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Confirmed: 2023 set to be the warmest year on record

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Colossal Antarctic iceberg, five times larger than New York City, breaks free and drifts away from region

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World surpasses critical warming threshold for the first time

On November 17th, global temperatures reached 2.07°C above pre-industrial levels for the first time on record.... READ MORE

Unexpected disintegration of ice shelves in North Greenland

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CO2 Budget Depletion

07 Oct 2022 | Greenland

Greenland 8°C warmer in September

06.10.2022, Greenland. In what would be the start to a series of anomalous temperature spikes in the autumnal shoulder season, the temperature at Greenland’s highest point was above freezing on Sept 3–the first time ever recorded in September. At this time, more than one-third of Greenland’s ice sheet (~600,000 square kilometers) was in melt and meltwater runoff peaked at 12bn tons per day. New data from Copernicus now shows that temperature anomalies in Greenland exceeded 8°C for the entire month of September (based on 1981-2010 data). This is significant because–even in an otherwise relatively ‘normal’ year for melt–we are seeing notable warming spells extend well into the post-season, indicative of how Arctic warming is strengthening and prolonging melting periods that will have global consequences, such as increased sea level rise. This follows on the heels of a paper by two Arctic Basecamp scientists, Drs Jason Box and Alun Hubbard, which highlights a committed 27cm of sea level rise from Greenland’s meltwater even if all emissions were cut immediately.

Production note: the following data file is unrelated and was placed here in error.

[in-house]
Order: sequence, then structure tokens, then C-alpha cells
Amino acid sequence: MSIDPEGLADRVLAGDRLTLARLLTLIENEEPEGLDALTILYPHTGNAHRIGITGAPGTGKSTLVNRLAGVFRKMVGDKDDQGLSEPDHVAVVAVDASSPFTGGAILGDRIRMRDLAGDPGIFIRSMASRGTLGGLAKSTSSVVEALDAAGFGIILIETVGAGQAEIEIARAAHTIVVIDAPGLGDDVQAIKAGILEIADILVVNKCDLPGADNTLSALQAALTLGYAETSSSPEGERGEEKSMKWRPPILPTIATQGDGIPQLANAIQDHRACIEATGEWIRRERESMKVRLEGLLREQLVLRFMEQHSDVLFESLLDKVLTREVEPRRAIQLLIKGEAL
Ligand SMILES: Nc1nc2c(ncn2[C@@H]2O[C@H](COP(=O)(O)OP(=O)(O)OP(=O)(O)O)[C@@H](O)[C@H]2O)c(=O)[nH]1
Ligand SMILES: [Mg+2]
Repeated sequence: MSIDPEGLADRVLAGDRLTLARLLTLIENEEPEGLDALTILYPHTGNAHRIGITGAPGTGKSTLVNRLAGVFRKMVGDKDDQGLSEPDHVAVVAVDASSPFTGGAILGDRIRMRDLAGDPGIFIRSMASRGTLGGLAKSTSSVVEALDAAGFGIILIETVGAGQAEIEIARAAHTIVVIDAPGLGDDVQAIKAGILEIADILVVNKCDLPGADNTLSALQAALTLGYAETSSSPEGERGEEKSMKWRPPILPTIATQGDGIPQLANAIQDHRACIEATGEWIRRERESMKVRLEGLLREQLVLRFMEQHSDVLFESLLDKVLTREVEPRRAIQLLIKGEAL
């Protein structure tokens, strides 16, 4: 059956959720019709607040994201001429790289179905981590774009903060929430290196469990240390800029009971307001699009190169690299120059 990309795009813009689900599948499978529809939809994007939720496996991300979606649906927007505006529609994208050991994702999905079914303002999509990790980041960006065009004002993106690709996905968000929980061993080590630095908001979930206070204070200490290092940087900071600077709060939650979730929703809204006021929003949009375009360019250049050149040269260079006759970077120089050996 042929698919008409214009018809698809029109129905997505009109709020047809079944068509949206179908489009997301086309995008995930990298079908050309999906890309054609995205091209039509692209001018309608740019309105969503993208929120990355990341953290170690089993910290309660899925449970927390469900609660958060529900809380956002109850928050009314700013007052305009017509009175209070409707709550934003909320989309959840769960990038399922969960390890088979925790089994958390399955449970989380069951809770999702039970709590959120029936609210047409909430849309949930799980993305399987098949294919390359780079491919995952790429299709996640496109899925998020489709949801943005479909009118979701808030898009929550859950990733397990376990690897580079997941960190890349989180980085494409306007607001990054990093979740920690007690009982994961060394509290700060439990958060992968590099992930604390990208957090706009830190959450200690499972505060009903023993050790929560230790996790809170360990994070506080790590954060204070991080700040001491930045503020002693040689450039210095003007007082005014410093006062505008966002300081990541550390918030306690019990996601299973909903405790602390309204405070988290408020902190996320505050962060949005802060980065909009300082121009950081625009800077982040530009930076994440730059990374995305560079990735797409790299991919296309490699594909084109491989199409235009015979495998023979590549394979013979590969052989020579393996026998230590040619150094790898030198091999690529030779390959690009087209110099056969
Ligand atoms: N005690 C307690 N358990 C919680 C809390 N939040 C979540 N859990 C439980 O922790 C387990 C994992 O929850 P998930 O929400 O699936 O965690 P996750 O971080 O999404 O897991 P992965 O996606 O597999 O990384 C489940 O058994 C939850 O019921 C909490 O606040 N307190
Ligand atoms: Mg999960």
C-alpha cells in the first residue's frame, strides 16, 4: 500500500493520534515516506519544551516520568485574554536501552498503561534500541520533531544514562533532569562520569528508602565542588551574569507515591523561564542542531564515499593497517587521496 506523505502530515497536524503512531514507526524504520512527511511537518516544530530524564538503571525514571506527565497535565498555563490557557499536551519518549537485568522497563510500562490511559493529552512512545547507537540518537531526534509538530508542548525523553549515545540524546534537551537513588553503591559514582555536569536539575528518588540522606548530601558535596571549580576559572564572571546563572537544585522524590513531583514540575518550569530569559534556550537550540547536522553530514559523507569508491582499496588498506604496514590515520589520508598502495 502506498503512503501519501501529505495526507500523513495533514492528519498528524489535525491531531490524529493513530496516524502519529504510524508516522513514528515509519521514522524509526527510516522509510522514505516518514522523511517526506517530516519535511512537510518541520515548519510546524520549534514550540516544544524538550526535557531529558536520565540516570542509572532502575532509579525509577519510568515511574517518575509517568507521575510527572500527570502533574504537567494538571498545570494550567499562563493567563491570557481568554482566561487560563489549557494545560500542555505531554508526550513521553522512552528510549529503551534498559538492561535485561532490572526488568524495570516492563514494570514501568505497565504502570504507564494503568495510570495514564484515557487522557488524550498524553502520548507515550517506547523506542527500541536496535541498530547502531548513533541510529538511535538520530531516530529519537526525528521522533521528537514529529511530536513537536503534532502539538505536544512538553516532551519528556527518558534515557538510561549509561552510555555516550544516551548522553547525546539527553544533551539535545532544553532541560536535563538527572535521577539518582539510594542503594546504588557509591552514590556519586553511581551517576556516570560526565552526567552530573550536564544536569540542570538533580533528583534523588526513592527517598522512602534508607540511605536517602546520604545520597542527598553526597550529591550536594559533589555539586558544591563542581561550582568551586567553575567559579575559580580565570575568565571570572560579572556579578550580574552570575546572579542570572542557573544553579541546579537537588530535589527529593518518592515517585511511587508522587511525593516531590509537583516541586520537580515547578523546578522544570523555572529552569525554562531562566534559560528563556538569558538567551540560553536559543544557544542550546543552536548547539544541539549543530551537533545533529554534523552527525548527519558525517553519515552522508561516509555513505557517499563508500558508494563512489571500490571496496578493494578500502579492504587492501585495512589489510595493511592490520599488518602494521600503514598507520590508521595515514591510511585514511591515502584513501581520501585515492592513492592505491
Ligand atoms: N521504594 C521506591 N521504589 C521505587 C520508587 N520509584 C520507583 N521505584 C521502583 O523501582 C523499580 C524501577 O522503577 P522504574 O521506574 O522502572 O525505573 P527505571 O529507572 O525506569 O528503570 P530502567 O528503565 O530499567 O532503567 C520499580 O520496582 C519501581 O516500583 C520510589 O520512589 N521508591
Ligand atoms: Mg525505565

The following gauges show up-to-date data regarding key indicators in the Arctic. These indicators clearly point to the crisis at hand.

Greenland rate of ice loss
13 million l/s
on average
13 million tonnes/s
on average
Arctic Sea Ice Extent
532,000 km²
below 1981-2010 average on 17-Apr-2024
205,405 mi²
below 1981-2010 average on 17-Apr-2024
Arctic Amplification
4 times
faster than global average
Arctic 66N+ Wildfire emissions
-0.00 megatonnes CO₂e
CO₂e emissions in 2024 so far
Arctic Air Quality (PM2.5)
3.27 microgram per cubic meter
on 18-Apr-2024
Global mean Sea Level
since 1993